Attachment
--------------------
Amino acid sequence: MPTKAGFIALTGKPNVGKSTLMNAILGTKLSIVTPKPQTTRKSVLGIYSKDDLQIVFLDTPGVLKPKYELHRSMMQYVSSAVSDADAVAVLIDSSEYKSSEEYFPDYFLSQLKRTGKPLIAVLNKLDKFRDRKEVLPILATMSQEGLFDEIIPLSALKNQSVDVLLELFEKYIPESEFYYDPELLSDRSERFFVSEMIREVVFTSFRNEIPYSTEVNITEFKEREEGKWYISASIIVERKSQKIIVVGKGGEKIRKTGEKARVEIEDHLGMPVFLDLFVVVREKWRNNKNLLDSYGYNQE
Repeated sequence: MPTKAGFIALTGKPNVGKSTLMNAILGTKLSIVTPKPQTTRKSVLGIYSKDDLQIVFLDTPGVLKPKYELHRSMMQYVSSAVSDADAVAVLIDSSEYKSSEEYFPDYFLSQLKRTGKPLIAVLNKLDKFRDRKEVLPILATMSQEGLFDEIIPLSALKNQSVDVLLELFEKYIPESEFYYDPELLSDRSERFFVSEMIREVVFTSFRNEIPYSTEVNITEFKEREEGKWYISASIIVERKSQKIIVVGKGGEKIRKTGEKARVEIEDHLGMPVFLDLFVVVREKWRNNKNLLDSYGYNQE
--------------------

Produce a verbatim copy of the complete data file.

Amino acid sequence: MPTKAGFIALTGKPNVGKSTLMNAILGTKLSIVTPKPQTTRKSVLGIYSKDDLQIVFLDTPGVLKPKYELHRSMMQYVSSAVSDADAVAVLIDSSEYKSSEEYFPDYFLSQLKRTGKPLIAVLNKLDKFRDRKEVLPILATMSQEGLFDEIIPLSALKNQSVDVLLELFEKYIPESEFYYDPELLSDRSERFFVSEMIREVVFTSFRNEIPYSTEVNITEFKEREEGKWYISASIIVERKSQKIIVVGKGGEKIRKTGEKARVEIEDHLGMPVFLDLFVVVREKWRNNKNLLDSYGYNQE
Repeated sequence: MPTKAGFIALTGKPNVGKSTLMNAILGTKLSIVTPKPQTTRKSVLGIYSKDDLQIVFLDTPGVLKPKYELHRSMMQYVSSAVSDADAVAVLIDSSEYKSSEEYFPDYFLSQLKRTGKPLIAVLNKLDKFRDRKEVLPILATMSQEGLFDEIIPLSALKNQSVDVLLELFEKYIPESEFYYDPELLSDRSERFFVSEMIREVVFTSFRNEIPYSTEVNITEFKEREEGKWYISASIIVERKSQKIIVVGKGGEKIRKTGEKARVEIEDHLGMPVFLDLFVVVREKWRNNKNLLDSYGYNQE